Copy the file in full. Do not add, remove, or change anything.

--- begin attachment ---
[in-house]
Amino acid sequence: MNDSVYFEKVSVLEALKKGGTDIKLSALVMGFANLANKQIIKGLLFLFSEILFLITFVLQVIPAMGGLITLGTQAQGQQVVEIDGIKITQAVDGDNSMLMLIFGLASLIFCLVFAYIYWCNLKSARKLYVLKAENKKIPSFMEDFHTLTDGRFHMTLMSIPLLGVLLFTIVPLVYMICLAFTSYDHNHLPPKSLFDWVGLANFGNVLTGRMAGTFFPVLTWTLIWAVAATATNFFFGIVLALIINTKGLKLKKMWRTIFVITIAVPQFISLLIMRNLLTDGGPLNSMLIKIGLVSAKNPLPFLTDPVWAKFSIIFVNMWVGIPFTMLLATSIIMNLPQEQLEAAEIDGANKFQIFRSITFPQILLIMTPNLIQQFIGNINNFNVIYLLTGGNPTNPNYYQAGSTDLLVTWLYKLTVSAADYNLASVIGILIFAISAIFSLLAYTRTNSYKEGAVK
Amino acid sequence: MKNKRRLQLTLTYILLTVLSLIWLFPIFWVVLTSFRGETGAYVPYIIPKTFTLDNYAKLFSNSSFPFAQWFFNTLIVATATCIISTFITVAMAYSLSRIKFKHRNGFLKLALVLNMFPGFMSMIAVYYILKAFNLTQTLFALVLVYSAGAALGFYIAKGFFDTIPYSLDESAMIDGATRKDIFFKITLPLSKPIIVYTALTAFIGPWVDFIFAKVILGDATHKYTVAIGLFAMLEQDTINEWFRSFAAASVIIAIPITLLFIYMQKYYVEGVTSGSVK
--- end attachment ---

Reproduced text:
[in-house]
Amino acid sequence: MNDSVYFEKVSVLEALKKGGTDIKLSALVMGFANLANKQIIKGLLFLFSEILFLITFVLQVIPAMGGLITLGTQAQGQQVVEIDGIKITQAVDGDNSMLMLIFGLASLIFCLVFAYIYWCNLKSARKLYVLKAENKKIPSFMEDFHTLTDGRFHMTLMSIPLLGVLLFTIVPLVYMICLAFTSYDHNHLPPKSLFDWVGLANFGNVLTGRMAGTFFPVLTWTLIWAVAATATNFFFGIVLALIINTKGLKLKKMWRTIFVITIAVPQFISLLIMRNLLTDGGPLNSMLIKIGLVSAKNPLPFLTDPVWAKFSIIFVNMWVGIPFTMLLATSIIMNLPQEQLEAAEIDGANKFQIFRSITFPQILLIMTPNLIQQFIGNINNFNVIYLLTGGNPTNPNYYQAGSTDLLVTWLYKLTVSAADYNLASVIGILIFAISAIFSLLAYTRTNSYKEGAVK
Amino acid sequence: MKNKRRLQLTLTYILLTVLSLIWLFPIFWVVLTSFRGETGAYVPYIIPKTFTLDNYAKLFSNSSFPFAQWFFNTLIVATATCIISTFITVAMAYSLSRIKFKHRNGFLKLALVLNMFPGFMSMIAVYYILKAFNLTQTLFALVLVYSAGAALGFYIAKGFFDTIPYSLDESAMIDGATRKDIFFKITLPLSKPIIVYTALTAFIGPWVDFIFAKVILGDATHKYTVAIGLFAMLEQDTINEWFRSFAAASVIIAIPITLLFIYMQKYYVEGVTSGSVK